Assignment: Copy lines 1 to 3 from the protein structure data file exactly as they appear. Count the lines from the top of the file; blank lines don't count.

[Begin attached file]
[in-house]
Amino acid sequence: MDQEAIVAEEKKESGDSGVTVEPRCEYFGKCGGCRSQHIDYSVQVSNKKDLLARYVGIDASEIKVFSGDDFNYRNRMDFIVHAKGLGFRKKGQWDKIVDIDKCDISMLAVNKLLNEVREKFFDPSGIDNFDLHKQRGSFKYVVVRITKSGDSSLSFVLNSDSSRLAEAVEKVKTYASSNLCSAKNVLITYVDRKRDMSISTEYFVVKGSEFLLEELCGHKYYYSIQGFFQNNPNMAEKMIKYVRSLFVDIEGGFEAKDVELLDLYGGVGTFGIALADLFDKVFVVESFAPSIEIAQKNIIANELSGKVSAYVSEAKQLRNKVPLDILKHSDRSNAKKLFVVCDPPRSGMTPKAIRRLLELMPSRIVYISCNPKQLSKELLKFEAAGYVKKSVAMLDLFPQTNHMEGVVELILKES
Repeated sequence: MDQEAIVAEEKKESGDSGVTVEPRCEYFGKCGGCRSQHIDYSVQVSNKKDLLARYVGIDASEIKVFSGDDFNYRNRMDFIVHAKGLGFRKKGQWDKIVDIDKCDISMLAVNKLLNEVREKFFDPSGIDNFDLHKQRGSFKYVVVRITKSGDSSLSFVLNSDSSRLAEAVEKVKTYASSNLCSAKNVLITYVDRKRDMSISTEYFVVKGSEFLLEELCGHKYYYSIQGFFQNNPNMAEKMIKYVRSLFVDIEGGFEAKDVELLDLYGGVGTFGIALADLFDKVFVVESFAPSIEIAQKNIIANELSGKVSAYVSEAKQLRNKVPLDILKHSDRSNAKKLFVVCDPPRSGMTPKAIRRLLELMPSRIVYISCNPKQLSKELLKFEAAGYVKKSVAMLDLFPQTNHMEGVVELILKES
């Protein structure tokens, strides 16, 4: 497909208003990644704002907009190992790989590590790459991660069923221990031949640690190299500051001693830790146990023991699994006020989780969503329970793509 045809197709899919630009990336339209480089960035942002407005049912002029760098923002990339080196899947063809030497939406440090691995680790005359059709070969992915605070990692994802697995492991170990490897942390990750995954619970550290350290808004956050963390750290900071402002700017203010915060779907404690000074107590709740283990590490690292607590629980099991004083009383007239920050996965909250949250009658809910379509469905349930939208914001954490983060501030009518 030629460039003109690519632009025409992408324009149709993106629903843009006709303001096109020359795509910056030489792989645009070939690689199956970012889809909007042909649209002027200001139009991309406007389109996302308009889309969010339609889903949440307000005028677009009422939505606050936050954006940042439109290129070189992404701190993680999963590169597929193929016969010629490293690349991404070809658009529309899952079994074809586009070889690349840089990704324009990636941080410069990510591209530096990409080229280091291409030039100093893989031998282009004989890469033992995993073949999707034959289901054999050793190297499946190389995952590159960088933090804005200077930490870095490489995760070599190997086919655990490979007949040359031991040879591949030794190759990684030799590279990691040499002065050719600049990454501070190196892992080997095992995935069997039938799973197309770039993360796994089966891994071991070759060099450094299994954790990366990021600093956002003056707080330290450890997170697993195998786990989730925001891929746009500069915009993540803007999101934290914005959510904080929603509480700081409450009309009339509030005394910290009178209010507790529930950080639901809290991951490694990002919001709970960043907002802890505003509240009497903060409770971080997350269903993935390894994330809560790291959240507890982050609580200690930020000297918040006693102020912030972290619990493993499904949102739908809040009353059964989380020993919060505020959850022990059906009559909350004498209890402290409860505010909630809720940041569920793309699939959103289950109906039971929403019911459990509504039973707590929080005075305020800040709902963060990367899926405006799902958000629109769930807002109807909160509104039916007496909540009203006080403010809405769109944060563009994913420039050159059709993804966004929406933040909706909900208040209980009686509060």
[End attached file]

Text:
[in-house]
Amino acid sequence: MDQEAIVAEEKKESGDSGVTVEPRCEYFGKCGGCRSQHIDYSVQVSNKKDLLARYVGIDASEIKVFSGDDFNYRNRMDFIVHAKGLGFRKKGQWDKIVDIDKCDISMLAVNKLLNEVREKFFDPSGIDNFDLHKQRGSFKYVVVRITKSGDSSLSFVLNSDSSRLAEAVEKVKTYASSNLCSAKNVLITYVDRKRDMSISTEYFVVKGSEFLLEELCGHKYYYSIQGFFQNNPNMAEKMIKYVRSLFVDIEGGFEAKDVELLDLYGGVGTFGIALADLFDKVFVVESFAPSIEIAQKNIIANELSGKVSAYVSEAKQLRNKVPLDILKHSDRSNAKKLFVVCDPPRSGMTPKAIRRLLELMPSRIVYISCNPKQLSKELLKFEAAGYVKKSVAMLDLFPQTNHMEGVVELILKES
Repeated sequence: MDQEAIVAEEKKESGDSGVTVEPRCEYFGKCGGCRSQHIDYSVQVSNKKDLLARYVGIDASEIKVFSGDDFNYRNRMDFIVHAKGLGFRKKGQWDKIVDIDKCDISMLAVNKLLNEVREKFFDPSGIDNFDLHKQRGSFKYVVVRITKSGDSSLSFVLNSDSSRLAEAVEKVKTYASSNLCSAKNVLITYVDRKRDMSISTEYFVVKGSEFLLEELCGHKYYYSIQGFFQNNPNMAEKMIKYVRSLFVDIEGGFEAKDVELLDLYGGVGTFGIALADLFDKVFVVESFAPSIEIAQKNIIANELSGKVSAYVSEAKQLRNKVPLDILKHSDRSNAKKLFVVCDPPRSGMTPKAIRRLLELMPSRIVYISCNPKQLSKELLKFEAAGYVKKSVAMLDLFPQTNHMEGVVELILKES